General Zachary Taylor (1784-1850) commanded the northern campaign in the Mexican-American War and later became the twelfth president of the United States. President Polk ordered General Taylor to approach the Rio Grande after the U.S. annexed Texas in late 1845. In April 1846, Mexican soldiers intercepted a small patrol of Taylor's soldiers, killing sixteen Americans. The incident became Polk's justification for sending a war bill to Congress.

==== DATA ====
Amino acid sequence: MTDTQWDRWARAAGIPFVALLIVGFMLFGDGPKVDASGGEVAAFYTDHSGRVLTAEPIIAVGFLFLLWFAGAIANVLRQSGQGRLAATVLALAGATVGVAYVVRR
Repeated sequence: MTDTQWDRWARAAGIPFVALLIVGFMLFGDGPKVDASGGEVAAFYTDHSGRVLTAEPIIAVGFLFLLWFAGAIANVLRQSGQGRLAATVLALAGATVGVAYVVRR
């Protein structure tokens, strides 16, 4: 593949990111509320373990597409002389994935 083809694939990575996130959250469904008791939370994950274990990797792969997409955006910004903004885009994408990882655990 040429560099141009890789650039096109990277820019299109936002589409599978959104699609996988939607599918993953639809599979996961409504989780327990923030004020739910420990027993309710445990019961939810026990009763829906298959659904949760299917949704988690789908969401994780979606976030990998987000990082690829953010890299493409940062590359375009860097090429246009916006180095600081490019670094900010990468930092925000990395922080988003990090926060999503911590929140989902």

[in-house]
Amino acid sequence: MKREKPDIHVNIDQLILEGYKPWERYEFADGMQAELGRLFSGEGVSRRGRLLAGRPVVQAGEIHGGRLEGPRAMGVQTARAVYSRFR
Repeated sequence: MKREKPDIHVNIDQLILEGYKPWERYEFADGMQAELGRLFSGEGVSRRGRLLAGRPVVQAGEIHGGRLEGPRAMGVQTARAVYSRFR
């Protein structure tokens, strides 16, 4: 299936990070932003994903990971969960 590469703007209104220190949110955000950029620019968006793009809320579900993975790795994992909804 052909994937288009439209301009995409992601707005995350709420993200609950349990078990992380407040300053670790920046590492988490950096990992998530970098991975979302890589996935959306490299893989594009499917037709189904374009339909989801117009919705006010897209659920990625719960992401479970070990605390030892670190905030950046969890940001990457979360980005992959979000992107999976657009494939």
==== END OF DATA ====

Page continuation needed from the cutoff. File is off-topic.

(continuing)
Taylor had enormous military successes against the Mexicans at Palo Alto and subsequently at Resaca de la Palma. His forces then surrounded the Mexican stronghold at Monterrey, forcing General Pedro Ampudia to surrender. Infuriated by Taylor's lenient treatment of those Mexican forces, Polk transferred Taylor's forces to join Gen. Winfield Scott's invasion of central Mexico at Veracruz. To capitalize on the resulting upheaval in troop assignments, Mexican General Antonio Lopez de Santa Anna headed north from San Luis Potosí with an army of 20,000 men and attacked, but Taylor's reserves under Colonel Jefferson Davis—later to become the President of the Confederacy—successfully stalled Mexican forces. Late in February 1847, Taylor ordered a counter-attack that halted the Mexican offensive by nightfall. This victory at Buena Vista made Taylor a popular hero, much to Polk's chagrin, and Taylor was nominated for President on the Whig ticket in 1848. He was elected and assumed office in 1849.